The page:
Never mind great resignation, customer exodus is worse

shopping 1Business chiefs might be ramping up their staff retention policies to tackle the “great resignation” but a new threat has emerged among their customers, with the average churn rate hitting 33% in the UK, meaning firms are losing one in three customers they gain.

That is the damning conclusion of a new report by SugarCRM, which the inadequacies of traditional CRM solutions for the exodus, leading to poor customer experience and a lack of customer centricity.

The 2022 CRM Impact Report, which quizzed 1,600 global sales and marketing professionals including 400 in the UK, warns that firms must tackle organisational turbulence across the customer journey to address today’s post-pandemic customer experience realities.

Last year, SugarCRM’s global survey research reported that customer churn was costing mid-market companies an average of £4m a year. This year, 58% of global respondents reported their rate of customer churn has increased over the last 12 months.

This is yet another challenge for brands fighting an onslaught of forces, including supply chain disruption and employment challenges, and threatens the future of companies across all industries worldwide.

Nearly three-quarters (74%) of UK respondents suspect customers are leaving due to poor customer service or experience. This could explain why 70% of global respondents said they need to do more to improve customer trust in their brand/organisation and why 73% underscored the need to act on customer feedback for improved customer service and experience.

Nearly three-fifths (58%) of UK respondents admit to not being able to identify customers at risk of leaving and even more (61%) say they struggle to track customer churn rates effectively.

Survey respondents also voiced frustration in filling the top of the sales and marketing pipeline, making the issue of customer flight even more pronounced. More than half (53%) of sales leads generated by marketing are deemed either poorly qualified or under qualified, and more than a quarter (27%) of sales leads go by the wayside, receiving no follow up.

While over three-quarters of those polled worldwide say a consolidated view of customer information across the organisation is critical to delivering optimal customer experiences, three-fifths (59%) of UK respondents say they are missing data to improve marketing campaigns and sales conversions. Additionally, one in four sales respondents worldwide believe they could miss a quota due to incomplete data across the customer lifecycle.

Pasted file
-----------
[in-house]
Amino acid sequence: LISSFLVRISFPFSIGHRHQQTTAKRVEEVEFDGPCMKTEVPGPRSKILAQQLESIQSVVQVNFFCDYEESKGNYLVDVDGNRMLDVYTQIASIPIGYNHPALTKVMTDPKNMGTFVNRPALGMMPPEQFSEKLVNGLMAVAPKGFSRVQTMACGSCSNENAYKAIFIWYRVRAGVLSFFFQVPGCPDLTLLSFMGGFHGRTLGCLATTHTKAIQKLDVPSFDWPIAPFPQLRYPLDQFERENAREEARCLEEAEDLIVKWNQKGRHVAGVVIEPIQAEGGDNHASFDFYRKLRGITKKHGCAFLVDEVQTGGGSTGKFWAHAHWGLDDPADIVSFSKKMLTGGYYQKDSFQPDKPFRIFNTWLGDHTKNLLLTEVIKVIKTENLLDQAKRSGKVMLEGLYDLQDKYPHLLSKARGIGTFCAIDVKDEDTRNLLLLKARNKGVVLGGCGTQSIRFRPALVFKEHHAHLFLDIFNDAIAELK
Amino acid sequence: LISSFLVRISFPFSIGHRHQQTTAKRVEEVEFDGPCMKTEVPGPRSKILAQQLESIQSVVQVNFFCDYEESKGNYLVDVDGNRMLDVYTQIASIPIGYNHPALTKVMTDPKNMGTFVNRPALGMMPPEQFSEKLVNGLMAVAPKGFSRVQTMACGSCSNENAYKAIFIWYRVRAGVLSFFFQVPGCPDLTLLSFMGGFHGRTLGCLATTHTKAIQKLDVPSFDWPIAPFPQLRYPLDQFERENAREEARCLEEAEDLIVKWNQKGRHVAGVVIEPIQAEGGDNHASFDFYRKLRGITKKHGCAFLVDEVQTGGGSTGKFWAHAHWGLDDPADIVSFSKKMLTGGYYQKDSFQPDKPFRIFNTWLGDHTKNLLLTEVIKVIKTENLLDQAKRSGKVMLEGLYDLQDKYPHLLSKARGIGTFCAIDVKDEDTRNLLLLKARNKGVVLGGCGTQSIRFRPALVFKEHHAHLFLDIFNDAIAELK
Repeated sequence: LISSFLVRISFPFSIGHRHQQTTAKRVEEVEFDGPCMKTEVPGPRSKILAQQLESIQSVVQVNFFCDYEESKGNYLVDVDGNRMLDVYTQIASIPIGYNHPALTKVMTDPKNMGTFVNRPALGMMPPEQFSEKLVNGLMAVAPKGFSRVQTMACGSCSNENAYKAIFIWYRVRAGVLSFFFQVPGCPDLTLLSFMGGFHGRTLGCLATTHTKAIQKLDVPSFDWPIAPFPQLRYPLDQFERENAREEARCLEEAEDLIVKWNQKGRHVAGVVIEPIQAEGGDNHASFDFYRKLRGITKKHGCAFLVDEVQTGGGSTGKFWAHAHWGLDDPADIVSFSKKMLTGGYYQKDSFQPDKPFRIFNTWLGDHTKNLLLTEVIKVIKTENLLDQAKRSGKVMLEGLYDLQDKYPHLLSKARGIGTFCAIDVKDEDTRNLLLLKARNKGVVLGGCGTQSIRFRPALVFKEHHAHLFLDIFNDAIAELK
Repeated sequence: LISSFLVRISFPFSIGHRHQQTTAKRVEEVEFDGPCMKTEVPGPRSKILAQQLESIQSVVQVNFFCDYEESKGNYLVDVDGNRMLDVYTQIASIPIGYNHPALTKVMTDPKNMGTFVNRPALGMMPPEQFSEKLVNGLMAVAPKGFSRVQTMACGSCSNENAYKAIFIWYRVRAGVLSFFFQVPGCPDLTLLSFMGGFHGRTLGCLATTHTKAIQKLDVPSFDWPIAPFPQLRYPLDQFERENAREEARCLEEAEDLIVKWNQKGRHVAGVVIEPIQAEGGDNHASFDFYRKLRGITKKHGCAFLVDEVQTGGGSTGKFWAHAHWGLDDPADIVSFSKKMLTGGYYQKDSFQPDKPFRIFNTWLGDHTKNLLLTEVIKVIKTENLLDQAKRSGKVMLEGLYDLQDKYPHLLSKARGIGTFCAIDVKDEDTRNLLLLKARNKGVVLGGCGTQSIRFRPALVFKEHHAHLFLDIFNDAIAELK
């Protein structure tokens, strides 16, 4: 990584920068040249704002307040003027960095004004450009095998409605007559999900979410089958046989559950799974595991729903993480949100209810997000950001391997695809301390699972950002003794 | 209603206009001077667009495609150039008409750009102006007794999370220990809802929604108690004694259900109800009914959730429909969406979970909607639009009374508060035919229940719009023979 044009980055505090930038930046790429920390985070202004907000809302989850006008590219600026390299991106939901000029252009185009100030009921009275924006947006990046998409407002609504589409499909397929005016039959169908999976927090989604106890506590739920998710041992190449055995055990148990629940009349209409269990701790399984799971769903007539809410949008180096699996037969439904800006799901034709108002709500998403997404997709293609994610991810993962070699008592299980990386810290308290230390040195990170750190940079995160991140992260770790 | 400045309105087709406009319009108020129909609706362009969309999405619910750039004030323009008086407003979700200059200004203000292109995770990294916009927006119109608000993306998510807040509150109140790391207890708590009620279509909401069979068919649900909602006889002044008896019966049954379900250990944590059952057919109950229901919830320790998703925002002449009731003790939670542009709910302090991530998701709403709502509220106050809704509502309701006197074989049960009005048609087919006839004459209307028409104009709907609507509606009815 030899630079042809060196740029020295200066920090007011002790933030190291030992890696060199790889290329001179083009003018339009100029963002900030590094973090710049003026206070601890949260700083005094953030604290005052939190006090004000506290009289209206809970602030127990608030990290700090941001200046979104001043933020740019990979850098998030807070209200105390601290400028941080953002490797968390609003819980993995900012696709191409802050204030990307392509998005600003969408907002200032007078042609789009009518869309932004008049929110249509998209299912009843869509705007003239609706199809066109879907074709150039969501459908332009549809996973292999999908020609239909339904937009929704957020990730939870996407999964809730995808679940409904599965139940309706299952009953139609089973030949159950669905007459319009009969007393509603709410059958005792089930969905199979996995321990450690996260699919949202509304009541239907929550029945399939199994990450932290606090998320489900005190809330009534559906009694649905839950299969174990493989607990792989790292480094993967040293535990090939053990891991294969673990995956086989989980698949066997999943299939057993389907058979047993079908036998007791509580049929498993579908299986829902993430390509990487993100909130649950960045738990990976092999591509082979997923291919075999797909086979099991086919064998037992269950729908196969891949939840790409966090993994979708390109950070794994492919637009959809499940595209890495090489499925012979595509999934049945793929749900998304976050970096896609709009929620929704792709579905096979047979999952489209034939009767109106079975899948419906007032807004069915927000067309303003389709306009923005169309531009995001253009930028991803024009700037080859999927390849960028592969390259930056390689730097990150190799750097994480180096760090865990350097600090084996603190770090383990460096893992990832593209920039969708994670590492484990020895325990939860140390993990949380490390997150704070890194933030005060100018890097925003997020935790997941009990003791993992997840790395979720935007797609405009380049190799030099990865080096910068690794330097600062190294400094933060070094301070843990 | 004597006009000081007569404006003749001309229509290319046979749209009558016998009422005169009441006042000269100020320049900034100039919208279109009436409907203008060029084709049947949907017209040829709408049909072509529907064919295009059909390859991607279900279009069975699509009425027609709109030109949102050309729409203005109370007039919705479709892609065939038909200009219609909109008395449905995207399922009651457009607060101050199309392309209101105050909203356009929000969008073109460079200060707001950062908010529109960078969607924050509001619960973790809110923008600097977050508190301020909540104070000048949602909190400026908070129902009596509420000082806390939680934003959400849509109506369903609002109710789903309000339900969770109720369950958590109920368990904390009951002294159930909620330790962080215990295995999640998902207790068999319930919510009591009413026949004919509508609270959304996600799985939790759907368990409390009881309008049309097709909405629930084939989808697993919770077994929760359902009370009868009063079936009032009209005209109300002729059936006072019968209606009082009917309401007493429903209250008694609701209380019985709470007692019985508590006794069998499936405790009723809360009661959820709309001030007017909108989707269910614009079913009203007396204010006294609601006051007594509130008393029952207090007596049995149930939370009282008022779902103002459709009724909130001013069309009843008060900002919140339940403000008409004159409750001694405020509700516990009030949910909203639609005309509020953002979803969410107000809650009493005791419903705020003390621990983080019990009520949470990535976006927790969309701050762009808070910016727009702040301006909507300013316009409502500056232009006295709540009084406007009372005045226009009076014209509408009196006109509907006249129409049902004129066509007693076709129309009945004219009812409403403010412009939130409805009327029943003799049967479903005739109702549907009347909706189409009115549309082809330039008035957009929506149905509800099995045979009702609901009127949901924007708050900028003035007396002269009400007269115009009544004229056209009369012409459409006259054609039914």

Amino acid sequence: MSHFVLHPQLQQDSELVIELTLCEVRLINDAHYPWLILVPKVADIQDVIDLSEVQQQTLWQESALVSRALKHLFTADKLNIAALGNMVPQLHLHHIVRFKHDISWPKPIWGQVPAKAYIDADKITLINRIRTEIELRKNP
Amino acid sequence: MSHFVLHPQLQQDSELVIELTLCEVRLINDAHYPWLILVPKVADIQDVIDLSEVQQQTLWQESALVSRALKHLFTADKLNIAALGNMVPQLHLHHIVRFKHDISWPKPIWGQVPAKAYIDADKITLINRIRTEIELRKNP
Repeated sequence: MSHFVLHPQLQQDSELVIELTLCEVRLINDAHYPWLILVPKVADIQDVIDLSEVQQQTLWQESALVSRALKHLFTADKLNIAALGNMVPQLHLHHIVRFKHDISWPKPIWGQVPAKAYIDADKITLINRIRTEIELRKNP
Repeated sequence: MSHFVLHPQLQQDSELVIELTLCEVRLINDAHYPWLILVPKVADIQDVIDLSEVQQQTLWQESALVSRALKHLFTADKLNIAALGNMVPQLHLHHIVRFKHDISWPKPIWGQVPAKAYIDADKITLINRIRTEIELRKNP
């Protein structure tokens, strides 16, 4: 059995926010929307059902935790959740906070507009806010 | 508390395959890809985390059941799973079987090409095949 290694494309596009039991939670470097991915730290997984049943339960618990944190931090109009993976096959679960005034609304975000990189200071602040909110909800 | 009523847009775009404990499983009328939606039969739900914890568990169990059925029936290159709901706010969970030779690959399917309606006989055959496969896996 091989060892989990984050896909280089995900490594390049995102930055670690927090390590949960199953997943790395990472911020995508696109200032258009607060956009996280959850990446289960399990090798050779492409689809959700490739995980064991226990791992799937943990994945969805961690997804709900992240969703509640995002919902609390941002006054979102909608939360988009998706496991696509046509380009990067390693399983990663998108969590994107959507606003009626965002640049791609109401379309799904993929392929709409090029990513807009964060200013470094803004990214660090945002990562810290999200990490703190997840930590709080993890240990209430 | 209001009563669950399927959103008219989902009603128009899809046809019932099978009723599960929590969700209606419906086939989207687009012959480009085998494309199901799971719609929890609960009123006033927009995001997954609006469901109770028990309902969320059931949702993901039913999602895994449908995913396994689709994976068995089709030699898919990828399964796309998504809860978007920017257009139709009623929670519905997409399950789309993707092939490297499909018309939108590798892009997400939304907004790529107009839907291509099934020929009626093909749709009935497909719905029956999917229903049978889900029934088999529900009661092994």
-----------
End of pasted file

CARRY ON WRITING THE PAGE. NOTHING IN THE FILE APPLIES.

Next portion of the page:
SugarCRM chief executive Craig Charlton said: “Companies face a daunting scenario – struggling to fill the top of the funnel with qualified leads while losing customers at the bottom of the funnel.

“A key contributor to losses on each side of this equation is a lack of data. Data fuels the actionable insights that sales, marketing, and service teams need to act decisively at every critical touchpoint – to drive high-definition customer experiences – and to reverse the ‘great customer resignation’.”

While CRM strategies are, by their very nature, designed to combat customer churn and realise greater sales and marketing synergy and assurance, three-fifths (58%) of UK respondents think their CRM system is wasting time and money, while a similar proportion (56%) say their current CRM system cannot be customised properly to meet their specific needs.

This negative view of current/legacy CRM solutions may be why 59% of UK respondents said they plan to change their current CRM platform within the next 12 months, the study reveals.

Additionally, more UK sales and marketing leaders are turning to AI, with nearly all (94%) saying plans to deploy AI technology to augment existing processes will increase over the next two years.

SugarCRM senior vice-president of product marketing Volker Hildebrand commented: “Clearly, customers are changing the rules of engagement, and many companies are at an inflection point. Technology can be the game-changer here, but the time to act is now.

“It starts with removing blind spots: understanding what your customers want and predicting what they need next. It continues with a focus on eliminating busy work – making it easier for customers to engage and empowering employees to create the experiences customers expect. Finally, it removes roadblocks and friction points to enable brands to consistently deliver on their promises.”

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